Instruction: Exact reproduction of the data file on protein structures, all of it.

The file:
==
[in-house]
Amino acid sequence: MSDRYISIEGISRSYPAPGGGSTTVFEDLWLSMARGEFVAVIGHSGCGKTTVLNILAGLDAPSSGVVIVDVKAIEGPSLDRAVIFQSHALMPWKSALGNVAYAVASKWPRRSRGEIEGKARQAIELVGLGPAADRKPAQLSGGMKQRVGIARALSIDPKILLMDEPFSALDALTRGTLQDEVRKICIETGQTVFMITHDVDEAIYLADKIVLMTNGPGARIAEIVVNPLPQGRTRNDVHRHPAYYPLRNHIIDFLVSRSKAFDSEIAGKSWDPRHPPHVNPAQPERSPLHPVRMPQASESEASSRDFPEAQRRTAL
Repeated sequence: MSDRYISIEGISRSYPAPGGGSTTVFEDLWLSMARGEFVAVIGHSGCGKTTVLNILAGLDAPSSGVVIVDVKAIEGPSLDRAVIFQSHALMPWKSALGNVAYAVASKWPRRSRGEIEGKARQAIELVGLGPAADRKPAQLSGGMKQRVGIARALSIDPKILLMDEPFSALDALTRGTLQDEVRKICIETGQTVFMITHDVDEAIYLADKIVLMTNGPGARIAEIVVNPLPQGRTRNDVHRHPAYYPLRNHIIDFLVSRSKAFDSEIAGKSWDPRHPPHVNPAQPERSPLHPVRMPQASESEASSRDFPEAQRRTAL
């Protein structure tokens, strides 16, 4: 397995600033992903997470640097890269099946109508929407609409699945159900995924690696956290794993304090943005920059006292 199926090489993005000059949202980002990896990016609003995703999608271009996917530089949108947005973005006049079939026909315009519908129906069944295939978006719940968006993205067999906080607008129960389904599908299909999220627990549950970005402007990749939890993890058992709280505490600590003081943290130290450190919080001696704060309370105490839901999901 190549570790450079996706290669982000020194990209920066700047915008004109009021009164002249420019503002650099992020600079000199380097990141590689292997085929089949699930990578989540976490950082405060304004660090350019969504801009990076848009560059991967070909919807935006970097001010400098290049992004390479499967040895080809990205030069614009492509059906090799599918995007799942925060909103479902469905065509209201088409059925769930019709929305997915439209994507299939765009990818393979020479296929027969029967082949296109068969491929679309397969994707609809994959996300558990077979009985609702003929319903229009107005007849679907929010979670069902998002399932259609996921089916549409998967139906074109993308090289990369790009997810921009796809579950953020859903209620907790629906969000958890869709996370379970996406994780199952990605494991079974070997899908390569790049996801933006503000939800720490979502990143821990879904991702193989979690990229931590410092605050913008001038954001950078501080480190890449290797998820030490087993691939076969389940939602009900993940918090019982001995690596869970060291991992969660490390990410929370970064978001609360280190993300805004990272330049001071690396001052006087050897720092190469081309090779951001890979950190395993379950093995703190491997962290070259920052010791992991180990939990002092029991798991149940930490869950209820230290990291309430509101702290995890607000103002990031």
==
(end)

[in-house]
Amino acid sequence: MSDRYISIEGISRSYPAPGGGSTTVFEDLWLSMARGEFVAVIGHSGCGKTTVLNILAGLDAPSSGVVIVDVKAIEGPSLDRAVIFQSHALMPWKSALGNVAYAVASKWPRRSRGEIEGKARQAIELVGLGPAADRKPAQLSGGMKQRVGIARALSIDPKILLMDEPFSALDALTRGTLQDEVRKICIETGQTVFMITHDVDEAIYLADKIVLMTNGPGARIAEIVVNPLPQGRTRNDVHRHPAYYPLRNHIIDFLVSRSKAFDSEIAGKSWDPRHPPHVNPAQPERSPLHPVRMPQASESEASSRDFPEAQRRTAL
Repeated sequence: MSDRYISIEGISRSYPAPGGGSTTVFEDLWLSMARGEFVAVIGHSGCGKTTVLNILAGLDAPSSGVVIVDVKAIEGPSLDRAVIFQSHALMPWKSALGNVAYAVASKWPRRSRGEIEGKARQAIELVGLGPAADRKPAQLSGGMKQRVGIARALSIDPKILLMDEPFSALDALTRGTLQDEVRKICIETGQTVFMITHDVDEAIYLADKIVLMTNGPGARIAEIVVNPLPQGRTRNDVHRHPAYYPLRNHIIDFLVSRSKAFDSEIAGKSWDPRHPPHVNPAQPERSPLHPVRMPQASESEASSRDFPEAQRRTAL
């Protein structure tokens, strides 16, 4: 397995600033992903997470640097890269099946109508929407609409699945159900995924690696956290794993304090943005920059006292 199926090489993005000059949202980002990896990016609003995703999608271009996917530089949108947005973005006049079939026909315009519908129906069944295939978006719940968006993205067999906080607008129960389904599908299909999220627990549950970005402007990749939890993890058992709280505490600590003081943290130290450190919080001696704060309370105490839901999901 190549570790450079996706290669982000020194990209920066700047915008004109009021009164002249420019503002650099992020600079000199380097990141590689292997085929089949699930990578989540976490950082405060304004660090350019969504801009990076848009560059991967070909919807935006970097001010400098290049992004390479499967040895080809990205030069614009492509059906090799599918995007799942925060909103479902469905065509209201088409059925769930019709929305997915439209994507299939765009990818393979020479296929027969029967082949296109068969491929679309397969994707609809994959996300558990077979009985609702003929319903229009107005007849679907929010979670069902998002399932259609996921089916549409998967139906074109993308090289990369790009997810921009796809579950953020859903209620907790629906969000958890869709996370379970996406994780199952990605494991079974070997899908390569790049996801933006503000939800720490979502990143821990879904991702193989979690990229931590410092605050913008001038954001950078501080480190890449290797998820030490087993691939076969389940939602009900993940918090019982001995690596869970060291991992969660490390990410929370970064978001609360280190993300805004990272330049001071690396001052006087050897720092190469081309090779951001890979950190395993379950093995703190491997962290070259920052010791992991180990939990002092029991798991149940930490869950209820230290990291309430509101702290995890607000103002990031």